Easter. Not about the bunny, but about Jesus. This morning, Caleb woke up excited about the mythical Easter bunny. I had no idea he had any impression that the bunny would come to our house in the middle of the night under the mask of darkness to deliver our own personal egg hunt and Easter basket. I had no idea the bunny was a figure people actually believed in. I had no idea it was a thing. So as I got out of bed this morning in a half awake stupor, I was met with an expectant child wondering, asking, waiting to see if the bunny came. No such rabbit came. Because you know, the rabbit would be ME, and I had no idea about any of these shenanigans. I am not a fan of the bunny anyway. I think all this extra stuff, while being fun for kids, really takes away from this time of celebration. This time of remembrance and celebration is deeply rooted in profound significance for those who believe in the death and resurrection of Jesus. That in itself, is powerful and precious and not to be diminished by any rabbit, or any of the mass commercialization that we see. I go to the store at any given time during this season to see the rows of cheaply made plastic toys, pink plastic crossed with flower imprints, chocolates and bunnies and eggs and more. Sometimes I feel like it is reminiscent of all the market stalls set up at the temple that Jesus overturned.
So this morning, Caleb asks me about the Easter bunny. I had no knowledge that this expectation laid root in his little heart, and that he thought the bunny would have come to our house for a whole deal. When I told him that the bunny wasn't real, he sniffled and his eyes watered up. I thought to myself, "Crap, this is actually a thing." So while he ate his breakfast, I laid out a trail of eggs that led to his basket for him to find. The eggs were filled with jelly beans to correspond to his Jelly Bean prayer in his basket. I never again outright said the bunny wasn't real. He is sure of this, anyway. He asked my sister if the bunny visited her house last night (I am sorry, but that is such a creepy image. Easter bunnies largely freak me out. Blame it on Frank from Donnie Darko). He also talked to an employee at Trader Joes and told her the bunny came to our house, then he modeled his bunny glasses for her. So for this year at least, the bunny lives.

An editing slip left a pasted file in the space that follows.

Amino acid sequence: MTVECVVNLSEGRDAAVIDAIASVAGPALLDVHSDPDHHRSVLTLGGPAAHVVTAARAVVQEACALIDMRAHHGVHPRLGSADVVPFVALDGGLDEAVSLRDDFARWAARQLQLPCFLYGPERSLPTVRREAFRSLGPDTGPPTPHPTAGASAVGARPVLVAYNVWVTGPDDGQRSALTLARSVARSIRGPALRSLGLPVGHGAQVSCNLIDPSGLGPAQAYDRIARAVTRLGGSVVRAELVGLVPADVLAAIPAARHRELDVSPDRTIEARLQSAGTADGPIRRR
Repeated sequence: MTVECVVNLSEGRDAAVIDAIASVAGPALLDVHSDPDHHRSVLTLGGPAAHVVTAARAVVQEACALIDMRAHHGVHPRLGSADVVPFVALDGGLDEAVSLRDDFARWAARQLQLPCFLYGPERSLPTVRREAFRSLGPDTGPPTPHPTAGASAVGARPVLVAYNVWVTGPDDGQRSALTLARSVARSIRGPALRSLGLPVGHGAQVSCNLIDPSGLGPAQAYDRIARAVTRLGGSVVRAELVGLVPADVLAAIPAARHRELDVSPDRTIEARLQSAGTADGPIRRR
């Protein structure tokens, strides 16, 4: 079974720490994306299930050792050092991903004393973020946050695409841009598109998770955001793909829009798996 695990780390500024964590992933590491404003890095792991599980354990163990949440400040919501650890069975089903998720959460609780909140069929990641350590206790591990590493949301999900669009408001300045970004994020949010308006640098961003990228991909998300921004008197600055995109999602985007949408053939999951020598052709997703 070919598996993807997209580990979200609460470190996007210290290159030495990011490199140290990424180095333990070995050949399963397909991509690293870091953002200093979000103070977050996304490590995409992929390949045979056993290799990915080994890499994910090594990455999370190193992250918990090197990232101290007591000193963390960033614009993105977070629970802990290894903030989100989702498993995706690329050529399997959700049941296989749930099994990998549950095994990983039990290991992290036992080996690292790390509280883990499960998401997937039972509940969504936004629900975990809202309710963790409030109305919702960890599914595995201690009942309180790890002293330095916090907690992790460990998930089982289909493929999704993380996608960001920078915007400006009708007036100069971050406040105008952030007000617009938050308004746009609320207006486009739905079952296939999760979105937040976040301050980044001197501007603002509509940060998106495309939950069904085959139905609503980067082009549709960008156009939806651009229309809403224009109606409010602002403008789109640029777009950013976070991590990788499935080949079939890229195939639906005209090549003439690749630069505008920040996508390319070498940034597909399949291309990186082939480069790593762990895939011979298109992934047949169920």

This morning my mom joined us for an Easter church service, which was nice. I always go to church alone, which I am fine with, but it was actually nice to be with someone who was there with me (besides my child), for once.
Some Easter crafts & activities we did this year:
This year we made Paper mache eggs that became a garland for decoration, we made shaving cream painted eggs, we did Resurrection Rolls, and made a very handy Easter Wreath. The Easter Wreath is the first thing we did, and served as an outline of Holy Week events anytime we talked about it. Caleb also did an Easter Egg hunt with his dad on Saturday, and had a jelly bean prayer in his basket.
This last Friday we also attended the Good Friday service for the first time. We went to the 12pm service at Mariner's Church in Irvine. Caleb loved his time playing on their playground with new friends and being in the class. The service was an hour long, and of course, beautiful. Jeff, the pastor speaking, was telling us to think about the different sounds of the cross and what it represents. For Peter, it was self doubt and denial at the sound of the rooster crow. For the crowds condemning Jesus when they had first welcomed him a week prior to the sounds of Judas' betrayal, every act and sound communicates something different that a lot of people can relate to. Jeff wanted us to find ourselves in that scene and see where we might be at. Do we reject Jesus? Do we doubt his faithfulness? Do we lose hope because we don't think he comes through for us? Do we betray him for temporary comforts? I had no idea what I was. We had cards to write on to describe where we might be at this time. I wrote words like unworthy, ineligible, disconnected, and more. We were invited to nail these cards to the varying crosses set up around the room. These cards described things ranging from confessions, to the sounds that echo in our hearts and minds of where we are at in our lives at this time. My card was filled to the brim with words that have been pushing me around. As I nailed that card to the cross, I had this visual expression of what Jesus did for us by dying as he did. He took these words and called us Redeemed. I felt this as I hammered my card to the cross in nailing these false identities to the cross.
I walked back to my seat after that. Even though there was music playing by the band, above all else, I heard those nails being banged into the cross. A chorus of nails sounded more like worship to me than anything else. I just felt these confessions, these lies, these false identities, being nailed to the cross where we find life and truth. It's a beautiful thing. The cross demands our freedom. The cross ensures it.
He is Risen. There is much to celebrate in that.